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SUSPEND DELANO, PROTESTERS DEMAND CANDLELIGHT VIGIL AT LAKE FOCUSES ON PARKS DEPT. SCANDAL

About 400 people called for the suspension of Buffalo Parks Commissioner Robert E. Delano at a candlelight vigil Wednesday evening at Delaware Park Lake that featured chants like "Dump the chump" and "No paid vacation."

The demonstrators carried signs and candles as they walked around the lake to show their outrage following accusations of misconduct against Delano and the Parks Department. They gathered near the casino at the lake's edge, where some parks employees say Delano told workers to dump road salt three years ago to prevent ice skating.

According to the workers, the salt was dumped because Delano was angered that the Common Council closed a concession stand the private Parks Social Club ran there.

"I don't think Mr. Delano has the right to kill wildlife in the lake, just because he didn't get his hot dog stand," said Chris Romus of Cheektowaga.

An environmental science major at Erie Community College, Romus was carrying a sign that read "Parks Are Eternal; Trouble Must Pass."

Others carried signs that read "You're skating on thin ice now" and "Don't dump rock salt, dump Delano and Griffin."

Meanwhile, workers in the department's park headquarters were told Wednesday that Delano is not stepping down from his job.

According to three parks workers, Edward Graci, a top Delano aide, called a meeting of Delaware Park staffers to tell them that media reports about Delano's plans to take a leave of absence were untrue.

"The workers were told that the mayor is standing behind the commissioner and all these news reports are completely false," one worker said.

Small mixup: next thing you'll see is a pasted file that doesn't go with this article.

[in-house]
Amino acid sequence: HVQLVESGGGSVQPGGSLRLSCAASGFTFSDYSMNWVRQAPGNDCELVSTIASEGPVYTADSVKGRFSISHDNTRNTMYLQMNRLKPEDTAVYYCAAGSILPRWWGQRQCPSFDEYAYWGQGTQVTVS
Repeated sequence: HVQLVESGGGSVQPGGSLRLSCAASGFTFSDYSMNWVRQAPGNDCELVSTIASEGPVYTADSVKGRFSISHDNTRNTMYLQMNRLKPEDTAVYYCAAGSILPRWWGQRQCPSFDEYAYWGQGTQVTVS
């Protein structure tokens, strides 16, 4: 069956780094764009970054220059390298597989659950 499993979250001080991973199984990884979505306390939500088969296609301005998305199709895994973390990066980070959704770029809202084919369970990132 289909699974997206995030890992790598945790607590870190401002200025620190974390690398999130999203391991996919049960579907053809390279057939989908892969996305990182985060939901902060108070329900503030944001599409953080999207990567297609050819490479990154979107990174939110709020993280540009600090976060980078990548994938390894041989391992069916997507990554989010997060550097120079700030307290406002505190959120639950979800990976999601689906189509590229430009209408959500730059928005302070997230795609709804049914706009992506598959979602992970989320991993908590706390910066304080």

Citizen Action, the group that organized the vigil, distributed petitions calling for Delano's suspension and the creation of a citizens committee to monitor the parks system.

"This thing with Delano has really gotten out of hand," Mark Vitrano of Citizen Action said as he was collecting signatures for the petitions.

A suspension of Delano would be the strong statement that is needed, Vitrano said, and a paid leave of absence would not be strong enough.

Vitrano was referring to reports Tuesday at City Hall that Mayor Griffin plans to place Delano on a paid leave until a federal grand jury completes its investigation of the Parks Department, reports that the mayor declined to confirm or deny.

The city's corporation counsel, Samuel F. Houston, said a paid leave would be legal.

Acting City Comptroller Michael McNamara said, however, that Delano could not be paid because he has an appointive job that is not covered by the union contract, which permits paid leaves.

"We are the ones to cut the check, and I'm not going to give this man a paycheck if he ends up on a leave of absence," McNamara said.

The acting comptroller sent a letter to Griffin late Wednesday informing him of his decision. McNamara said it was based on his interpretation of state and local laws regarding gifts to public officials.

"It is my considered opinion that a paid leave of absence to any appointed official constitutes such a gift or loan since the individual would no longer perform the duties and responsibilities for which he was hired," McNamara told Griffin.

McNamara also said he would fight any attempt by Griffin to give Delano an extended vacation.

The hourlong rally and walk around the lake took place without interference from parks workers or police, who had said a permit might be needed. Organizers said they had not obtained a permit from the city.